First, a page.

Stocking your RV for fly fishing

If you’re a camper who loves to go fly fishing, find ways to use minimal gear for maximum versatility

one of my favourite small creeks to fly fish in the Cypress Hills. Photo by Jeff Smith
One of my favourite small creeks to fly fish in the Cypress Hills. — Jeff Smith photo

Fly fishing can be a gear intensive activity, one in which you can become so deeply immersed you end up with more gear than a fly shop. On the other hand, RV travel demands that you pay attention to your available space and weight. To mix the two activities can be a challenge. I recommend thinking about RV fly fishing the same way a backpacking fly fisher does: minimal gear with maximum versatility. With an RV you just have a much larger backpack! While you may be tempted to load up with tons of gear, don’t forget you need to leave room and weight for food, water, clothing etc, especially if there are more people than just yourself on the trip. In addition to leaving room for your camping supplies, your fellow travellers might require room for fishing gear or their hobby of choice. With those requirements in mind I offer the following recommended items of fly gear.

Fly reel loaded with line, selection of leaders, forceps, dry fly floatant, small knife, non-toxic weights. Photo by Jeff Smith.
Fly reel loaded with line, selection of leaders, forceps, dry fly floatant, small knife, non-toxic weights. — Jeff Smith photo

Basic tackle for fly fishing:

  • Multi-piece fly rod suitable to the species being pursued. The multi-piece rod is easy to stow in your RV. Either a three- or four-piece rod will suffice. For trout in small streams or ponds I like a three- or four-weight rod; for trout and bass in larger waters, a five to six/seven-weight rod is a great choice. Pike require a bit heavier rod—eight-weigh tor higher. For an all around rod, I would choose a six- or seven-weight rod.
  • Line: I prefer a weight-forward floating line for most fishing matched to the rod. On smaller waters I use a double taper line as it is easier to cast in close spaces.
  • Reel: I suggest lightweight with disc drag or, on a smaller reel, a click-and-pawl drag for that cool, classic sound when a fish runs.
  • On occasion, I will add an extra spool loaded with either a double taper floating line or a sinking line. Alternatively, you can use a double taper line and add an Instant Sink Tip Kit to the selection. These kits consist of one or more 12-inch to 60-inch lengths of sinking line with a loop at each end to connect your line and leader. These kits take up way less space than an extra spool/line.
  • The next item of terminal tackle you require is the leader. The leader connects your line to the fly. I carry up to six spare leaders in various tippets.
  • Flies: I carry two or three small boxes holding dry flies, wet flies and streamers. Carry patterns common to the waters being visited along with a few standard flies and you won’t go wrong. If there are special flies for the area, it is a simple matter of visiting the local fly shop, something I highly recommend.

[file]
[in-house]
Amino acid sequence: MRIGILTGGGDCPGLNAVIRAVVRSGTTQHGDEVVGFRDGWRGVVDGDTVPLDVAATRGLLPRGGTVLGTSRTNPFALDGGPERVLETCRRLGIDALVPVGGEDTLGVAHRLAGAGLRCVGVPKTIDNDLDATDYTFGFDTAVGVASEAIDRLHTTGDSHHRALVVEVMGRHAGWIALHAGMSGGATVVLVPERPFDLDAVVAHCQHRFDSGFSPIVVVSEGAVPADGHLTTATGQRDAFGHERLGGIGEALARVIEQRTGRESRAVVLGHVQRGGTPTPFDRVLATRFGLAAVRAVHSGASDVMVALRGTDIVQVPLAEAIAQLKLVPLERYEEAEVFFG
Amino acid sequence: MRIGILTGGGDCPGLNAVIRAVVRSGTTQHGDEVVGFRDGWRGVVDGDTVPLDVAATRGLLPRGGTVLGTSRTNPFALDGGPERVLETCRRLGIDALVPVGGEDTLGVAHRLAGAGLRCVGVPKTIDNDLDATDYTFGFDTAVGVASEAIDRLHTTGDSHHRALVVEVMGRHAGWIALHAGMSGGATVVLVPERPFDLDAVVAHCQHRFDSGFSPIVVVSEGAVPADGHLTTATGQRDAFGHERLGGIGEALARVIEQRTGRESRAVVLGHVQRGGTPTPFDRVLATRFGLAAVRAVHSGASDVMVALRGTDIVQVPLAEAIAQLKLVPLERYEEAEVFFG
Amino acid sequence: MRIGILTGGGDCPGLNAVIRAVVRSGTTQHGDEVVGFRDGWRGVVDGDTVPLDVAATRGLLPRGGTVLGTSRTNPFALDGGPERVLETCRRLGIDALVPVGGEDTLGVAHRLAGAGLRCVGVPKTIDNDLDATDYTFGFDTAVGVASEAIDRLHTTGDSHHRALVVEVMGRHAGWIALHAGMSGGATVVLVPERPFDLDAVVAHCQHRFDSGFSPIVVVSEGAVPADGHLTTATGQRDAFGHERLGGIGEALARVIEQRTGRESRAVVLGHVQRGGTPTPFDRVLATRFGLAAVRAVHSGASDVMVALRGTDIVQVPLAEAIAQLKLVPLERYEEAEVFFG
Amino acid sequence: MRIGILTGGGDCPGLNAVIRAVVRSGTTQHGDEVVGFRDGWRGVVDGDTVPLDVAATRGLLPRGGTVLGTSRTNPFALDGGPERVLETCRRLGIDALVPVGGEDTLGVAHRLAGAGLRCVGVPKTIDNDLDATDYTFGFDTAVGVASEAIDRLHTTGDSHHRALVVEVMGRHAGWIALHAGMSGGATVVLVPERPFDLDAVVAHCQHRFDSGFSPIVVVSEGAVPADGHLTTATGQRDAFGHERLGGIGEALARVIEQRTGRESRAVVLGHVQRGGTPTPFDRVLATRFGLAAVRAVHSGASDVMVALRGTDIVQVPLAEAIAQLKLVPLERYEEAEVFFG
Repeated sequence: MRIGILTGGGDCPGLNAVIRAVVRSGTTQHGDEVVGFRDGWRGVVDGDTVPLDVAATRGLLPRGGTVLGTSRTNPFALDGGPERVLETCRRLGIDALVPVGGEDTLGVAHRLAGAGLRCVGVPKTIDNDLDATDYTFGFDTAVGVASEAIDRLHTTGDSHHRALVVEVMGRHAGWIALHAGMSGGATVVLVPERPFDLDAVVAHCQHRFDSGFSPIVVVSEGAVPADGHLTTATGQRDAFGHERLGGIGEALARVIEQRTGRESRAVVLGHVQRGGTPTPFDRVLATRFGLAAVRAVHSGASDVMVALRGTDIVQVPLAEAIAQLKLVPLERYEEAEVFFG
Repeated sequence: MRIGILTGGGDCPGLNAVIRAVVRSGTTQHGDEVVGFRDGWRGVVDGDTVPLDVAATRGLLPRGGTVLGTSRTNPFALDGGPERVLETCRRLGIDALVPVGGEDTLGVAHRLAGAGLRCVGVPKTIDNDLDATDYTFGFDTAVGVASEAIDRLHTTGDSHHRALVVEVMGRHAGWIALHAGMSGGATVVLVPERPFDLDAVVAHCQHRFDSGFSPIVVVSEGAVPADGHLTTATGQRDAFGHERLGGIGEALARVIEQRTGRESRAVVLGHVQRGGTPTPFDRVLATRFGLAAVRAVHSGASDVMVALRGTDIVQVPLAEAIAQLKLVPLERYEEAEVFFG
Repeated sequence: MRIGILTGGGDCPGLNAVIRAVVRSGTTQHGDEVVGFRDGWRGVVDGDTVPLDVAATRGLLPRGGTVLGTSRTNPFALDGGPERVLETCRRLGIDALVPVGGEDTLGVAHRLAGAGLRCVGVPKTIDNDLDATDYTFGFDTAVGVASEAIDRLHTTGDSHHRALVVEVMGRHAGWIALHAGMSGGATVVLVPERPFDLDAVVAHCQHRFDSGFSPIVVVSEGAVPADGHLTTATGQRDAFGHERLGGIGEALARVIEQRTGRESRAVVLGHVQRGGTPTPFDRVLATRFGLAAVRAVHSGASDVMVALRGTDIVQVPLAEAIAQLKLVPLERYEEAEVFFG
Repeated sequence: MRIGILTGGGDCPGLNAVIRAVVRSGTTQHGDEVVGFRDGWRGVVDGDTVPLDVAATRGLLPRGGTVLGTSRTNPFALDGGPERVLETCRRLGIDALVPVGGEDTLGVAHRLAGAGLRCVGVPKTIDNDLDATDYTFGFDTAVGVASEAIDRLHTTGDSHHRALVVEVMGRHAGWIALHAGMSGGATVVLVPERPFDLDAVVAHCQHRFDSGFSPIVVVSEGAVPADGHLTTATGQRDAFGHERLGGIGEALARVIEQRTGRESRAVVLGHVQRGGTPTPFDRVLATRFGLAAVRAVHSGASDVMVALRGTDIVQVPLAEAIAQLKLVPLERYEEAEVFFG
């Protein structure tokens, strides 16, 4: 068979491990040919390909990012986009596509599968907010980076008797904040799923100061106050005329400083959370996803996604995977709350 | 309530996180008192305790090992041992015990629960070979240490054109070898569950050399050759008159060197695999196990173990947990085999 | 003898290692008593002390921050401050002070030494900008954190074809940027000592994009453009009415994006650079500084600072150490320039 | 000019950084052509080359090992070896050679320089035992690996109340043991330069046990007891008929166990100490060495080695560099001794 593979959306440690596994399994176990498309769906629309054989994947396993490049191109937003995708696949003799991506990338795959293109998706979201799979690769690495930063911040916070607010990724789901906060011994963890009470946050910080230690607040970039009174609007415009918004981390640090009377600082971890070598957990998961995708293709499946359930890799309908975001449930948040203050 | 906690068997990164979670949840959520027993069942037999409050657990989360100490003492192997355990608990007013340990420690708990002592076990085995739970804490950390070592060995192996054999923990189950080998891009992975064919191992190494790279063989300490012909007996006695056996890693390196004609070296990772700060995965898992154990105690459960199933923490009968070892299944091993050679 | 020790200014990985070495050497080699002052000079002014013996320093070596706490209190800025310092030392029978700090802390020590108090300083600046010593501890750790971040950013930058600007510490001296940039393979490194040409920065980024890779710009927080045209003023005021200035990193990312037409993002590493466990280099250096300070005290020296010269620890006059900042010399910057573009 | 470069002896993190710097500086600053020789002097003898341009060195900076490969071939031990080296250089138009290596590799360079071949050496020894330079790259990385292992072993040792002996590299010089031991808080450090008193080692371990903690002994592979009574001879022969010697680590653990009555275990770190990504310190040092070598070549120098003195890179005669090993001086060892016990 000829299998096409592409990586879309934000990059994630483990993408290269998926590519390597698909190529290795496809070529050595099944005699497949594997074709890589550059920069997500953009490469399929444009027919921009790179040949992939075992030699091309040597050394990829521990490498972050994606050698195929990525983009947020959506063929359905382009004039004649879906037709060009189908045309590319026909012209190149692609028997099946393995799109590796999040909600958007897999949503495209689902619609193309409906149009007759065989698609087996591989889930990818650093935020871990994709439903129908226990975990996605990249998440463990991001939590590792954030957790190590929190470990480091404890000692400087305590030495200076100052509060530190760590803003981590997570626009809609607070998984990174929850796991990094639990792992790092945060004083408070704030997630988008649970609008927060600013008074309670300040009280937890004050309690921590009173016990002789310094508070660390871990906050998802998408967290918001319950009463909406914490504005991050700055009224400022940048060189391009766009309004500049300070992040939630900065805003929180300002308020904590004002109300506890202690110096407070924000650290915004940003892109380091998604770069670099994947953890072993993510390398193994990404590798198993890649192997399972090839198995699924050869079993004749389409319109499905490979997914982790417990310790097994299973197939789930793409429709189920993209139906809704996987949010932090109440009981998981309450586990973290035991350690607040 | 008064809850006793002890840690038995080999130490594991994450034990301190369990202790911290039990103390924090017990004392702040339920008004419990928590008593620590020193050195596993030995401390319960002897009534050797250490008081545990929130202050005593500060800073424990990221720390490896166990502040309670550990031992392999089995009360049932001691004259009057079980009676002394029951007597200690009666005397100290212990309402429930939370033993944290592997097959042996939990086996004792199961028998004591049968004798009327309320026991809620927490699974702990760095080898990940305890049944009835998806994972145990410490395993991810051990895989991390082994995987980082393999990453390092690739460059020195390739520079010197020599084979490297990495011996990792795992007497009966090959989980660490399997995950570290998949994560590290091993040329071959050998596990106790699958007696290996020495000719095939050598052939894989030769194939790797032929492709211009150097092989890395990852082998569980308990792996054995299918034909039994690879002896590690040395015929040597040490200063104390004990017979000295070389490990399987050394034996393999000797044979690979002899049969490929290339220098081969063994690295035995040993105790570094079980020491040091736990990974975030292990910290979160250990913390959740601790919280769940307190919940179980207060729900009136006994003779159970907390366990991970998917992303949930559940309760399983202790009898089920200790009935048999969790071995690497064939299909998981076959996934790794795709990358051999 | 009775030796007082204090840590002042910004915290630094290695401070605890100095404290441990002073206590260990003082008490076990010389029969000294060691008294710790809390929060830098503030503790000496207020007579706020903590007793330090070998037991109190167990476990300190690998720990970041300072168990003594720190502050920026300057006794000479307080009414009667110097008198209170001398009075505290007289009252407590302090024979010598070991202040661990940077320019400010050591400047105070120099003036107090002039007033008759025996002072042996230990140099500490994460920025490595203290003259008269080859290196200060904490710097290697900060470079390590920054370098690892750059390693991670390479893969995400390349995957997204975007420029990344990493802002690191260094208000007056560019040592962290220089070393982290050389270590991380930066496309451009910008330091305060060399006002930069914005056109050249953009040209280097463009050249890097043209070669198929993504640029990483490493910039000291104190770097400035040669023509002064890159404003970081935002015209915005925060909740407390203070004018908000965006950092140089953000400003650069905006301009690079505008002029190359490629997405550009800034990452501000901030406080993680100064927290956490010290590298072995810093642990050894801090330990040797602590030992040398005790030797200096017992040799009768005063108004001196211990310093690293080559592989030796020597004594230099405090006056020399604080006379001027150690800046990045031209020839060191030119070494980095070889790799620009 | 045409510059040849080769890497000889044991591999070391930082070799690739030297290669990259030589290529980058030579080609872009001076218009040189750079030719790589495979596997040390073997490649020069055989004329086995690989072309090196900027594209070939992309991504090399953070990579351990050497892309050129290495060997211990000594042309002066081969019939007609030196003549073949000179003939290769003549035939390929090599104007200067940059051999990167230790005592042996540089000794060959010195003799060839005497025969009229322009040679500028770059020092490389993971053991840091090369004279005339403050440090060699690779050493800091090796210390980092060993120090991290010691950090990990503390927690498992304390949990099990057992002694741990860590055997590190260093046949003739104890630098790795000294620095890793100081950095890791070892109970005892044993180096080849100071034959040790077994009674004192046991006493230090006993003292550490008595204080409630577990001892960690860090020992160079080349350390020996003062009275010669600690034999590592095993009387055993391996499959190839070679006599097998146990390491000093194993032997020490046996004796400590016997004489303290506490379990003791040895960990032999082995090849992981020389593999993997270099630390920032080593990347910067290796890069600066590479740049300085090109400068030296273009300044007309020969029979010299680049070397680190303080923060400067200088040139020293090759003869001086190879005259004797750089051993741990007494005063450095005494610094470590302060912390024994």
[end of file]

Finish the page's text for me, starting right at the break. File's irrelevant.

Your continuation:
Other important fly fishing items:

  • Fly floatant, small container: this product will help your dry flies to remain afloat longer. It is often a wax or paste that is applied to the fly prior to fishing.
  • Forceps will help in removing a fly from the fish without injuring it. Pliers are a better choice for large fish with sharp teeth such as pike.
  • A lightweight knife: I carry a Havalon replaceable blade knife. It is handy for trimming leaders or cleaning the odd fish. Extremely light to carry, this knife uses a surgical type blade that is scary sharp. 
  • Toss in a couple of spare blades as they take up almost zero room.
  • Non-toxic split shot to help get your fly down: avoid lead as it is not good for the environment and, in fact, is illegal to use in national parks.
  • A small shoulder pack will easily carry everything except the waders. 

These are the basic pieces of fly fishing gear I carry with me. They allow me to get out there and have fun on the road. And remember, where legal, keep some fish for a traditional Canadian shore lunch—you won’t regret the memories you will make!

Selection of trout flies.
Selection of trout flies. — Jeff Smith photo
Entry level fly gear can be found from most companies.
Here are the links to a few I am personally familiar with.
All pro fly shops have great staff who can also advise you in selecting gear and flies to get started.
Travel rod and all gear ready to go fishing. Photo by Jeff Smith.
Travel rod and all gear ready to go fishing. — Jeff Smith photo
Rod and gear stored in RV.
Rod and gear stored in RV. — Jeff Smith photo
Example of a travel rod. Photo by Jeff Smith.
Example of a travel rod. — Jeff Smith photo

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